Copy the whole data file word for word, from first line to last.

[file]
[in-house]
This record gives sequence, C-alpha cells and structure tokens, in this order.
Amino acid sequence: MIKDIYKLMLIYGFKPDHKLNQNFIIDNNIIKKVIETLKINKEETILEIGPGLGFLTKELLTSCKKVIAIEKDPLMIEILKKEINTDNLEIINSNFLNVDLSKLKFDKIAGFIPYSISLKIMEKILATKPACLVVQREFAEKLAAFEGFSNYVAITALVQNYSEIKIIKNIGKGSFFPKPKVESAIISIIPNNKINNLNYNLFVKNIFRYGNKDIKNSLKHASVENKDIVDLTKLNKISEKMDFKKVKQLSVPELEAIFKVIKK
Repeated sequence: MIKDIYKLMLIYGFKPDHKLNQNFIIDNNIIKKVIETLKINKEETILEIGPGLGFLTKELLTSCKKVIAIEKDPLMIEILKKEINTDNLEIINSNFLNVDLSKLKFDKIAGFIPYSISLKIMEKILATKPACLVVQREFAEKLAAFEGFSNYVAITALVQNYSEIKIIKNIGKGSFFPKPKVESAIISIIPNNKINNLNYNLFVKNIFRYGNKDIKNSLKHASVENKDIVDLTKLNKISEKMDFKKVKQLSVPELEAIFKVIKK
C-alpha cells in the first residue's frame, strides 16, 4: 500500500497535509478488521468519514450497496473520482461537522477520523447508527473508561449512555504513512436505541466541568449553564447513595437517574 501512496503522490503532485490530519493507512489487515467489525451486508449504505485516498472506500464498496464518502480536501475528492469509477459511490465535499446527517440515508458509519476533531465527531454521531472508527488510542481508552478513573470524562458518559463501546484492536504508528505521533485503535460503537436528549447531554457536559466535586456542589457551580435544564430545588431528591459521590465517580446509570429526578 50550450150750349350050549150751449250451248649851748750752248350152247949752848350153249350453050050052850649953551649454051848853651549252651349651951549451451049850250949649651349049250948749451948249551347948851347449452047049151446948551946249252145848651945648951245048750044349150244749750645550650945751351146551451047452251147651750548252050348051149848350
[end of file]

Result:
[in-house]
This record gives sequence, C-alpha cells and structure tokens, in this order.
Amino acid sequence: MIKDIYKLMLIYGFKPDHKLNQNFIIDNNIIKKVIETLKINKEETILEIGPGLGFLTKELLTSCKKVIAIEKDPLMIEILKKEINTDNLEIINSNFLNVDLSKLKFDKIAGFIPYSISLKIMEKILATKPACLVVQREFAEKLAAFEGFSNYVAITALVQNYSEIKIIKNIGKGSFFPKPKVESAIISIIPNNKINNLNYNLFVKNIFRYGNKDIKNSLKHASVENKDIVDLTKLNKISEKMDFKKVKQLSVPELEAIFKVIKK
Repeated sequence: MIKDIYKLMLIYGFKPDHKLNQNFIIDNNIIKKVIETLKINKEETILEIGPGLGFLTKELLTSCKKVIAIEKDPLMIEILKKEINTDNLEIINSNFLNVDLSKLKFDKIAGFIPYSISLKIMEKILATKPACLVVQREFAEKLAAFEGFSNYVAITALVQNYSEIKIIKNIGKGSFFPKPKVESAIISIIPNNKINNLNYNLFVKNIFRYGNKDIKNSLKHASVENKDIVDLTKLNKISEKMDFKKVKQLSVPELEAIFKVIKK
C-alpha cells in the first residue's frame, strides 16, 4: 500500500497535509478488521468519514450497496473520482461537522477520523447508527473508561449512555504513512436505541466541568449553564447513595437517574 501512496503522490503532485490530519493507512489487515467489525451486508449504505485516498472506500464498496464518502480536501475528492469509477459511490465535499446527517440515508458509519476533531465527531454521531472508527488510542481508552478513573470524562458518559463501546484492536504508528505521533485503535460503537436528549447531554457536559466535586456542589457551580435544564430545588431528591459521590465517580446509570429526578 50550450150750349350050549150751449250451248649851748750752248350152247949752848350153249350453050050052850649953551649454051848853651549252651349651951549451451049850250949649651349049250948749451948249551347948851347449452047049151446948551946249252145848651945648951245048750044349150244749750645550650945751351146551451047452251147651750548252050348051149848350